When a longtime leader or business owner is ready to step down from their current position, it can have a significant impact on a company. Employees may respond differently to a new leader and business sales or stocks may take a dip, depending on how influential the leader is.
Whether it’s a member of the C-suite, a longtime manager or the business owner themselves who’s retiring, it’s essential to have a solid plan in place before handing over the reins. Below, 14 members of Forbes Finance Council discuss the financial implications businesses must address when a significant leadership change is on the horizon.
1. Replace Departing Leaders From Within
You must prepare to replace that leader in your company and have someone who’s trained to step into that role. Promoting from within the company has been the best approach for us when losing a key member of our team. For our partners, we have key man insurance in case something happens to a person who is key to driving business revenue. Without preparation, you are preparing to fail! – Joseph Lustberg, Upwise Capital
2. Anticipate How The Change Will Affect Employees
Your business must anticipate how the change will affect your employees. Prioritize your key employees and customize incentive plans to ensure the value drivers in your business remain satisfied with their positions throughout the leadership transition. A transition that leaves your key employees unhappy can be detrimental to the financial success of your business. – Brian Slipka, True North Equity Partners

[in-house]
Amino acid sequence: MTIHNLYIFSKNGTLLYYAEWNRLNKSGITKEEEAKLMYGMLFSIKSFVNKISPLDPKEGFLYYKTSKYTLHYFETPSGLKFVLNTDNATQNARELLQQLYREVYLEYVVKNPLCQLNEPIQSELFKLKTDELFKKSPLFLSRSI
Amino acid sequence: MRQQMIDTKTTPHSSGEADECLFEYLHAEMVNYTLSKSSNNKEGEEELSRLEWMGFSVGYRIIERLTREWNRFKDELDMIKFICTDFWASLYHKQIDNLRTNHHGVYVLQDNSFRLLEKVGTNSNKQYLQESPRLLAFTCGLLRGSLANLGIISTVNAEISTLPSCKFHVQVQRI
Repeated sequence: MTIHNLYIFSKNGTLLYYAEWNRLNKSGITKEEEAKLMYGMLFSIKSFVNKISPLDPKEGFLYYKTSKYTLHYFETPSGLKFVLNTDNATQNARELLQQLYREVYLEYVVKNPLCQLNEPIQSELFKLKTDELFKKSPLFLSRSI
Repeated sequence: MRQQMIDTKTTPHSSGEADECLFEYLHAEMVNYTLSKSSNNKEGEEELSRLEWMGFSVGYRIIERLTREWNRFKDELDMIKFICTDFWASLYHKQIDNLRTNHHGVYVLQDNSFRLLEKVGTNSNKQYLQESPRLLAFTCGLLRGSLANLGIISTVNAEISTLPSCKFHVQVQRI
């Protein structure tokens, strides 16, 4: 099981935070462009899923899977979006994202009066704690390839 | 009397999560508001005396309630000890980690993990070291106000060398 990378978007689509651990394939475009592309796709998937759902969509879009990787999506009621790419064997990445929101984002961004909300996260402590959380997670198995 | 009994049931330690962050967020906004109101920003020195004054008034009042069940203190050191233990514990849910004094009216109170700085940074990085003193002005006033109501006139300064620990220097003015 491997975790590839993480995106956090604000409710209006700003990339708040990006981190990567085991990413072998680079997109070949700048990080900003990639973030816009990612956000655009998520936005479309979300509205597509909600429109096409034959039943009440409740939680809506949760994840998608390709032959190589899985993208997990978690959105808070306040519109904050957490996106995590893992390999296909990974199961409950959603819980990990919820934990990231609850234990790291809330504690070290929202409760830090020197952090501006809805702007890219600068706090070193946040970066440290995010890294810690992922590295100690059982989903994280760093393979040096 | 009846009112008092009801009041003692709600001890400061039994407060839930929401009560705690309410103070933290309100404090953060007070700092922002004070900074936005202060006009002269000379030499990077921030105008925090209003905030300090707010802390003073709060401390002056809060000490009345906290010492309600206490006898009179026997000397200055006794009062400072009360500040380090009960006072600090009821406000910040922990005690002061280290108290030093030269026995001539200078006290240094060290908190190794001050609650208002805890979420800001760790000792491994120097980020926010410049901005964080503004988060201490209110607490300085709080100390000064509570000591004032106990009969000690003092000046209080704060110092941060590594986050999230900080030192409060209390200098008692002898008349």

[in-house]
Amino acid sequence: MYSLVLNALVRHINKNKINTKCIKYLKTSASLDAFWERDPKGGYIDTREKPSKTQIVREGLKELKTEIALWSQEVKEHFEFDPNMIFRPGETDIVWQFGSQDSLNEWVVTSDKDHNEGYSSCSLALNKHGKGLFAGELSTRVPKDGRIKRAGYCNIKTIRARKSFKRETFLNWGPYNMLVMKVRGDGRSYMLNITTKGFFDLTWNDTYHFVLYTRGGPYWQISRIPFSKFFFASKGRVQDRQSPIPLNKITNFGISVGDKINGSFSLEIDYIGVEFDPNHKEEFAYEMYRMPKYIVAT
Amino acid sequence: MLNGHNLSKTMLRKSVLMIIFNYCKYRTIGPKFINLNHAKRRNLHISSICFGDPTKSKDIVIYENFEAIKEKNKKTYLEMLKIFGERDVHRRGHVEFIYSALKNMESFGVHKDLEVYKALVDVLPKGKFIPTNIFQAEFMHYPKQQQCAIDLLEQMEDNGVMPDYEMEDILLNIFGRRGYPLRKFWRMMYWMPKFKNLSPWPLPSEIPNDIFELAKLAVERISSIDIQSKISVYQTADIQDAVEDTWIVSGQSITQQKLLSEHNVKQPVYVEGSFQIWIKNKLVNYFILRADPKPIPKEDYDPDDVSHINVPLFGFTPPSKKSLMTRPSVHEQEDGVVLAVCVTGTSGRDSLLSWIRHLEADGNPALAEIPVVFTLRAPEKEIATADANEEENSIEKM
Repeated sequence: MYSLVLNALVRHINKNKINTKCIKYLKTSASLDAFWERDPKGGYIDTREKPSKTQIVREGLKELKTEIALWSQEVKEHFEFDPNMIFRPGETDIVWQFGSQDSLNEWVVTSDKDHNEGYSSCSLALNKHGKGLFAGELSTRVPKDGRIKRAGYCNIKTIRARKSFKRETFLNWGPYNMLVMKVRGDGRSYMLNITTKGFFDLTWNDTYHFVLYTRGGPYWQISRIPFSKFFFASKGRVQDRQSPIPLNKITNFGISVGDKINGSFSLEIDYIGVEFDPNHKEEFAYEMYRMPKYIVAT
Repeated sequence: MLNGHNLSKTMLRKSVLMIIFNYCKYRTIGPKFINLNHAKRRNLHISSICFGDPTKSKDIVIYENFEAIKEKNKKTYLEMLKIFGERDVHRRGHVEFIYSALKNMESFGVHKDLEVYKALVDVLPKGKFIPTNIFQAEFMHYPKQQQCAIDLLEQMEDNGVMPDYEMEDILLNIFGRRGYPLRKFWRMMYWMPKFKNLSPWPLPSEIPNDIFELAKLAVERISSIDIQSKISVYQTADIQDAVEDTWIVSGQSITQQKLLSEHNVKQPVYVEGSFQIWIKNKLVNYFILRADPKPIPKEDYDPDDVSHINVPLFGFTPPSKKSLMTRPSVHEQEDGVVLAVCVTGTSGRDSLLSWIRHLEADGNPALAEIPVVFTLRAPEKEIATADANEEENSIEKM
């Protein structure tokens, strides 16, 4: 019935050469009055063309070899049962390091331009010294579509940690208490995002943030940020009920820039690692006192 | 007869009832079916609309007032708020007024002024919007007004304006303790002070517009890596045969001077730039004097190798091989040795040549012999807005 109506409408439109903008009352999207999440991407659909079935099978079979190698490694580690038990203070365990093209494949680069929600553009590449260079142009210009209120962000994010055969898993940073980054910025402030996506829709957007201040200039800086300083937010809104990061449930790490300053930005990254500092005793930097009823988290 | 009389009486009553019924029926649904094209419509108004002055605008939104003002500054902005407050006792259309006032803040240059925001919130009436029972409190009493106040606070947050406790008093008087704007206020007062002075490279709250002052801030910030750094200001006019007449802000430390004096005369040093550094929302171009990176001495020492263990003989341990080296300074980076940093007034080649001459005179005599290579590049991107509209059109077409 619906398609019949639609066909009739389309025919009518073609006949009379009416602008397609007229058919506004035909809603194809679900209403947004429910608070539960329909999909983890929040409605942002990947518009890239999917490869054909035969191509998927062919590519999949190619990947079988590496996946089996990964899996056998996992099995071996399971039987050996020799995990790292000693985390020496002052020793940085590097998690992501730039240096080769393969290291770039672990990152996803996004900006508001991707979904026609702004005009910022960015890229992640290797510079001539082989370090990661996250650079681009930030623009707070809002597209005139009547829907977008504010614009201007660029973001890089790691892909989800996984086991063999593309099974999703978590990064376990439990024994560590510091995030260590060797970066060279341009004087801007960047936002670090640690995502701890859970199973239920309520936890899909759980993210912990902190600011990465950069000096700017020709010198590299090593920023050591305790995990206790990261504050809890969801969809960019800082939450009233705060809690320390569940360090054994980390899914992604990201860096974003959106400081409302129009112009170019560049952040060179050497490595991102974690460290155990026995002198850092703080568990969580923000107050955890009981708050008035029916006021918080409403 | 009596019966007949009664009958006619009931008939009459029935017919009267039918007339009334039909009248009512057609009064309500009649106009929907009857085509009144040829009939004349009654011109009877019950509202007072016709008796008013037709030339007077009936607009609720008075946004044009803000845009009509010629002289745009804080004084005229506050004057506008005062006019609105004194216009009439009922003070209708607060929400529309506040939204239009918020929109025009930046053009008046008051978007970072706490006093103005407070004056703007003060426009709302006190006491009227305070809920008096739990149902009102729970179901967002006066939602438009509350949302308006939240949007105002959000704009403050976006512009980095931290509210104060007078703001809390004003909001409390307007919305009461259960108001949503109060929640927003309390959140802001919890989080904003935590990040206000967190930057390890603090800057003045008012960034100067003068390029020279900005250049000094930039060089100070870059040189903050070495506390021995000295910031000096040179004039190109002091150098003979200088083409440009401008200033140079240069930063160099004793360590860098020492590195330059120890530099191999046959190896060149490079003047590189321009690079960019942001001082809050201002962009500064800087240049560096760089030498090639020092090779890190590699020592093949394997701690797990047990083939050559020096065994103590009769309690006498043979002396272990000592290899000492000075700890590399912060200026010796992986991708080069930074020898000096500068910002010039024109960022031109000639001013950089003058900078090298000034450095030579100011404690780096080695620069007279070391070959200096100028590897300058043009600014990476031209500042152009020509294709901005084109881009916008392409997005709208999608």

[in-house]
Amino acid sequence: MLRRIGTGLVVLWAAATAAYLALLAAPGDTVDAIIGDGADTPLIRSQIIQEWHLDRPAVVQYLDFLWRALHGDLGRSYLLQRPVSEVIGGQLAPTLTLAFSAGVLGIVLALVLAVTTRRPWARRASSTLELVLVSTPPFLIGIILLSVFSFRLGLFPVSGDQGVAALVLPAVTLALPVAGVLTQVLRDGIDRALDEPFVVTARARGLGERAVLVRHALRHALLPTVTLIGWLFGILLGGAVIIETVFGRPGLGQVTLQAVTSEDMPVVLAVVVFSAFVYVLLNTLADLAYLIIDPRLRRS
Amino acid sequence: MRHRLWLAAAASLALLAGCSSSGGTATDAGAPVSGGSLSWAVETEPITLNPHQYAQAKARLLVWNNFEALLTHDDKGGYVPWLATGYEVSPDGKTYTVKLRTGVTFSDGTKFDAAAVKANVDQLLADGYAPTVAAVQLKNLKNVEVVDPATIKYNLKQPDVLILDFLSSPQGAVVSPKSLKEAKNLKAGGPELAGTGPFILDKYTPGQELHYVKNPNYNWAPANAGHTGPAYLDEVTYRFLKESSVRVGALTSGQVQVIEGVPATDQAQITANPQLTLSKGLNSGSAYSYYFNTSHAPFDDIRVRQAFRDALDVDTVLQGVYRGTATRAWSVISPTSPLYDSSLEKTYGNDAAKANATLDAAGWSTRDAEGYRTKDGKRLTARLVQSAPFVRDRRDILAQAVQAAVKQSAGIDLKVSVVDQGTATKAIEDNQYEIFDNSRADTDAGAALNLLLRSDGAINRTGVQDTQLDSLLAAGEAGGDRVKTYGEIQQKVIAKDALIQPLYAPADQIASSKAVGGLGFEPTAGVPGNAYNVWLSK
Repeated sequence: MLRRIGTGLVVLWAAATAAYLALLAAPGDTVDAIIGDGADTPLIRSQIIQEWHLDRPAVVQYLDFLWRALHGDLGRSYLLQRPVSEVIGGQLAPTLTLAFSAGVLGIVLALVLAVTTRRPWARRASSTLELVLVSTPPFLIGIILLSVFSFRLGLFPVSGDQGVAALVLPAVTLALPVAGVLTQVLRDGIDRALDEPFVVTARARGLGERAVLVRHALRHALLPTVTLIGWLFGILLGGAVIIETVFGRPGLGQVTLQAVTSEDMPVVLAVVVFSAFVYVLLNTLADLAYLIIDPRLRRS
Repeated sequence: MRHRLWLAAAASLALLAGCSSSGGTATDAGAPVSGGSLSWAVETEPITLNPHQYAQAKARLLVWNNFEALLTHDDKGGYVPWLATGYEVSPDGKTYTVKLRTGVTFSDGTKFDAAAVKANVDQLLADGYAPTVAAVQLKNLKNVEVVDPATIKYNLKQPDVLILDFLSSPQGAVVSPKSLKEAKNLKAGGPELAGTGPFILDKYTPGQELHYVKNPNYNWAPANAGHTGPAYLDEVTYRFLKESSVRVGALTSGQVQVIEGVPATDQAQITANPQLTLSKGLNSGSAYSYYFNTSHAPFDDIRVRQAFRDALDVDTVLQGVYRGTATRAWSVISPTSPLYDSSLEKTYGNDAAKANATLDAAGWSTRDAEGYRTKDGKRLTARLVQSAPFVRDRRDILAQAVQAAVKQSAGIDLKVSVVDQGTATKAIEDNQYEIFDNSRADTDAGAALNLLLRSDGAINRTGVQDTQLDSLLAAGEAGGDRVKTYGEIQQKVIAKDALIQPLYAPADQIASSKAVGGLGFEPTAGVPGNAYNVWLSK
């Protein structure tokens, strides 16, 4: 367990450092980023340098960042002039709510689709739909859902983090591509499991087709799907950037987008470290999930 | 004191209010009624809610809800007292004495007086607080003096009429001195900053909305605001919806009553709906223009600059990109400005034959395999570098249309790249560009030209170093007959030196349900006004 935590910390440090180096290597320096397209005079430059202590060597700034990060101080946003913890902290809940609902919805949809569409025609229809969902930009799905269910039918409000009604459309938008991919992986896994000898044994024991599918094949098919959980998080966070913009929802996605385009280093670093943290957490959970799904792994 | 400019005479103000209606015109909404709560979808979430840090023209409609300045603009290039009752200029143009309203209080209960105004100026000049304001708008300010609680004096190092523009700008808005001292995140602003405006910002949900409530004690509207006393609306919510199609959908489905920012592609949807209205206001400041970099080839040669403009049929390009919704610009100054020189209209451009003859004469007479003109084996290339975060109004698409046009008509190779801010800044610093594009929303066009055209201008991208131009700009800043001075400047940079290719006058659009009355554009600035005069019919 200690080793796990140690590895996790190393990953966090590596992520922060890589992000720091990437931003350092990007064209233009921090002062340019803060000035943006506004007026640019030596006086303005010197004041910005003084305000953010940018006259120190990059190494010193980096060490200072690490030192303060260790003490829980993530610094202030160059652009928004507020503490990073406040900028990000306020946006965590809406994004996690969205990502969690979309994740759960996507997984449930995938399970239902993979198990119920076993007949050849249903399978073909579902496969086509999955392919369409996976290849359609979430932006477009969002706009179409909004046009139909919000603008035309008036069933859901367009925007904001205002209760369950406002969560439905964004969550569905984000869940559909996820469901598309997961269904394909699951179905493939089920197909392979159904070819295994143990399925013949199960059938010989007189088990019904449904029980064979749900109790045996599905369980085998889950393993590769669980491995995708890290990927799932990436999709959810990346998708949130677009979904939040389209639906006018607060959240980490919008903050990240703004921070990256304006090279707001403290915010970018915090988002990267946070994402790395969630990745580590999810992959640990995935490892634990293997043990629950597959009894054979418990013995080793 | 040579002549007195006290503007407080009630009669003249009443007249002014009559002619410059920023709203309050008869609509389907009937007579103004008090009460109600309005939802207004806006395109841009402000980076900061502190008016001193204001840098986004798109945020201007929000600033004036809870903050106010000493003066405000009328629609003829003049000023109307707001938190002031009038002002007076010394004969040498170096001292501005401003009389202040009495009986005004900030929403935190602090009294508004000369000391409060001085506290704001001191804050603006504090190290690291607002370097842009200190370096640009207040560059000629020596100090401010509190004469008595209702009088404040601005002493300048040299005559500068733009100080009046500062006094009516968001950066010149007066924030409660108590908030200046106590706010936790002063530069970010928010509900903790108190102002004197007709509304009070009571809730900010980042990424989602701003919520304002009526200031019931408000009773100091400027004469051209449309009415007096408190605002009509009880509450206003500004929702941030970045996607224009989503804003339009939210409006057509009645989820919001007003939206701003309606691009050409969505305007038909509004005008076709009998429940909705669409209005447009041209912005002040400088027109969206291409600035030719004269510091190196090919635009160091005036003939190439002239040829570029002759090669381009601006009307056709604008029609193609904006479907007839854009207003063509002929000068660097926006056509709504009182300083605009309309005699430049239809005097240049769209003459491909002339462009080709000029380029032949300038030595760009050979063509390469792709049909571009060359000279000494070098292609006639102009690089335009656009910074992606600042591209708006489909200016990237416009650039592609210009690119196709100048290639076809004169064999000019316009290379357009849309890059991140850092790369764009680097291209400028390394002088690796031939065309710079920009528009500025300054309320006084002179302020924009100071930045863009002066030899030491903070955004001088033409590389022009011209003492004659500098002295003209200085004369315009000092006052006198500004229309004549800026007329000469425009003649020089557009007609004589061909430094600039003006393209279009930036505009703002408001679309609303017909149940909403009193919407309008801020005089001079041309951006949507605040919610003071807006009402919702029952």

3. Consider The Owner’s Effect On Cash Flow
It’s important to understand the implication of the owner’s effect on the cash flow forecast. Do they bring in new revenue with new clients? Do they run certain expenses through the business that would go away with their exit? Do they personally guarantee any of the credit lines for the business? – Meredith Moore, Artisan Financial Strategies LLC
4. Have A Plan For Maintaining Internal And External Relationships
Small companies are often direct reflections of the personality and ethos of their leaders. It is important to have a plan for maintaining both internal and external relationships when the leader steps down. A mismanaged transition could lead to customer or employee churn, which could have significant financial impacts. – Glenn Hopper, Sandline Global
5. Deepen Relationships With Key Accounts
Beware of losing customers to longtime competitors. Deep relationships with key accounts need to be proactively nurtured when a key leader is exiting. Key leaders have maintained these customers for a long time, and those partners have likely been courted by the competition along the way. Competition often sees departing leadership as a “land grab” opportunity. Don’t underestimate the power of relationships. – Drew Gurley, Redbird Advisors
6. Build A Long-Term Financial Model
While a leadership change can be a significant upheaval, having a company with efficient financial systems leads to a smoother transition. Correct financial reporting, accounting practices and governance systems start with the leadership team, so make sure these foundations are set before a significant leadership change. A financial model for three, five and ten years out is a strong element in a succession plan. – Peter Goldstein, Exchange Listing LLC
7. Work With Advisors To Address Tax Implications